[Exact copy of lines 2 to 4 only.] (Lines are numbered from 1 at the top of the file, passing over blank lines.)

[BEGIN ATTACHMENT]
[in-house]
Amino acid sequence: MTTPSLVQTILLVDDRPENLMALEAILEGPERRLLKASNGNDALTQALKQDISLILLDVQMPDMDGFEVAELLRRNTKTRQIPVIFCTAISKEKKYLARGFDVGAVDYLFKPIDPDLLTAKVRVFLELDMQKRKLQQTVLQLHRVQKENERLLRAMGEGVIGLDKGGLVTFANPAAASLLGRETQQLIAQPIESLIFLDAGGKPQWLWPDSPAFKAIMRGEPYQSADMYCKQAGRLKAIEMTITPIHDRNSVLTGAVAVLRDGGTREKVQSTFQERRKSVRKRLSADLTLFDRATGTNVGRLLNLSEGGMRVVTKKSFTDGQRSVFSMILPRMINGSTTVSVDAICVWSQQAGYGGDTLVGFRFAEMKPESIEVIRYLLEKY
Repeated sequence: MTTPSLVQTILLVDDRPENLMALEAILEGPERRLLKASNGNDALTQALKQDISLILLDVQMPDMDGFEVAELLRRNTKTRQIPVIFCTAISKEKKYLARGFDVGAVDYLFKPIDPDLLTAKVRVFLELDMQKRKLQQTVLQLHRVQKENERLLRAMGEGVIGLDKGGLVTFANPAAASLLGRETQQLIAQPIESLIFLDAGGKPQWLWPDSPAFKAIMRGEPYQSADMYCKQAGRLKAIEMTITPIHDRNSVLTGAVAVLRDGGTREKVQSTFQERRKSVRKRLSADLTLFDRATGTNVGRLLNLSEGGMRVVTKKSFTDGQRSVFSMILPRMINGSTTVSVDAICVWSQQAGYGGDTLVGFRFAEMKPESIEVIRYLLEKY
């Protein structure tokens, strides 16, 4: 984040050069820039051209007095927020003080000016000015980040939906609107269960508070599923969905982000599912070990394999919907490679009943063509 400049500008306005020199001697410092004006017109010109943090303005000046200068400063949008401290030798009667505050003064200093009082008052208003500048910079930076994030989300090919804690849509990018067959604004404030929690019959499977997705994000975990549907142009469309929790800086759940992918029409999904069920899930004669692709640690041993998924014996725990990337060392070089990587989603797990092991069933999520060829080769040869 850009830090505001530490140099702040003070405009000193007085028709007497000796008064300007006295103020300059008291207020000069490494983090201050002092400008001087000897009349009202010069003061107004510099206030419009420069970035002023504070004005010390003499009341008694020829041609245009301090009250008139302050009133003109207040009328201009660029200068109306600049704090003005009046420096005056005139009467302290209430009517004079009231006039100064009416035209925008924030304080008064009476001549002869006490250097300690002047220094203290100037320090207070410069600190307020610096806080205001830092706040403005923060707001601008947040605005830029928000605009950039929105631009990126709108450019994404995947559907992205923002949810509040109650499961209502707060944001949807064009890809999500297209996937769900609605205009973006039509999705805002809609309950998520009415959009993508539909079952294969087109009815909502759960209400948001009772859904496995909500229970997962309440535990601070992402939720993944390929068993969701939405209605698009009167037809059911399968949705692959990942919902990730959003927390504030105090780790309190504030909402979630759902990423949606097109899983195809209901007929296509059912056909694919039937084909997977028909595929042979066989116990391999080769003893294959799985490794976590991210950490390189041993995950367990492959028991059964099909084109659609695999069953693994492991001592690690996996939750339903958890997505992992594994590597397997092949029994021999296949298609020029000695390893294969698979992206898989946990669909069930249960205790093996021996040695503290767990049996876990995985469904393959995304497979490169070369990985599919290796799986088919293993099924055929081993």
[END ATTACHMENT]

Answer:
Amino acid sequence: MTTPSLVQTILLVDDRPENLMALEAILEGPERRLLKASNGNDALTQALKQDISLILLDVQMPDMDGFEVAELLRRNTKTRQIPVIFCTAISKEKKYLARGFDVGAVDYLFKPIDPDLLTAKVRVFLELDMQKRKLQQTVLQLHRVQKENERLLRAMGEGVIGLDKGGLVTFANPAAASLLGRETQQLIAQPIESLIFLDAGGKPQWLWPDSPAFKAIMRGEPYQSADMYCKQAGRLKAIEMTITPIHDRNSVLTGAVAVLRDGGTREKVQSTFQERRKSVRKRLSADLTLFDRATGTNVGRLLNLSEGGMRVVTKKSFTDGQRSVFSMILPRMINGSTTVSVDAICVWSQQAGYGGDTLVGFRFAEMKPESIEVIRYLLEKY
Repeated sequence: MTTPSLVQTILLVDDRPENLMALEAILEGPERRLLKASNGNDALTQALKQDISLILLDVQMPDMDGFEVAELLRRNTKTRQIPVIFCTAISKEKKYLARGFDVGAVDYLFKPIDPDLLTAKVRVFLELDMQKRKLQQTVLQLHRVQKENERLLRAMGEGVIGLDKGGLVTFANPAAASLLGRETQQLIAQPIESLIFLDAGGKPQWLWPDSPAFKAIMRGEPYQSADMYCKQAGRLKAIEMTITPIHDRNSVLTGAVAVLRDGGTREKVQSTFQERRKSVRKRLSADLTLFDRATGTNVGRLLNLSEGGMRVVTKKSFTDGQRSVFSMILPRMINGSTTVSVDAICVWSQQAGYGGDTLVGFRFAEMKPESIEVIRYLLEKY
């Protein structure tokens, strides 16, 4: 984040050069820039051209007095927020003080000016000015980040939906609107269960508070599923969905982000599912070990394999919907490679009943063509 400049500008306005020199001697410092004006017109010109943090303005000046200068400063949008401290030798009667505050003064200093009082008052208003500048910079930076994030989300090919804690849509990018067959604004404030929690019959499977997705994000975990549907142009469309929790800086759940992918029409999904069920899930004669692709640690041993998924014996725990990337060392070089990587989603797990092991069933999520060829080769040869 850009830090505001530490140099702040003070405009000193007085028709007497000796008064300007006295103020300059008291207020000069490494983090201050002092400008001087000897009349009202010069003061107004510099206030419009420069970035002023504070004005010390003499009341008694020829041609245009301090009250008139302050009133003109207040009328201009660029200068109306600049704090003005009046420096005056005139009467302290209430009517004079009231006039100064009416035209925008924030304080008064009476001549002869006490250097300690002047220094203290100037320090207070410069600190307020610096806080205001830092706040403005923060707001601008947040605005830029928000605009950039929105631009990126709108450019994404995947559907992205923002949810509040109650499961209502707060944001949807064009890809999500297209996937769900609605205009973006039509999705805002809609309950998520009415959009993508539909079952294969087109009815909502759960209400948001009772859904496995909500229970997962309440535990601070992402939720993944390929068993969701939405209605698009009167037809059911399968949705692959990942919902990730959003927390504030105090780790309190504030909402979630759902990423949606097109899983195809209901007929296509059912056909694919039937084909997977028909595929042979066989116990391999080769003893294959799985490794976590991210950490390189041993995950367990492959028991059964099909084109659609695999069953693994492991001592690690996996939750339903958890997505992992594994590597397997092949029994021999296949298609020029000695390893294969698979992206898989946990669909069930249960205790093996021996040695503290767990049996876990995985469904393959995304497979490169070369990985599919290796799986088919293993099924055929081993």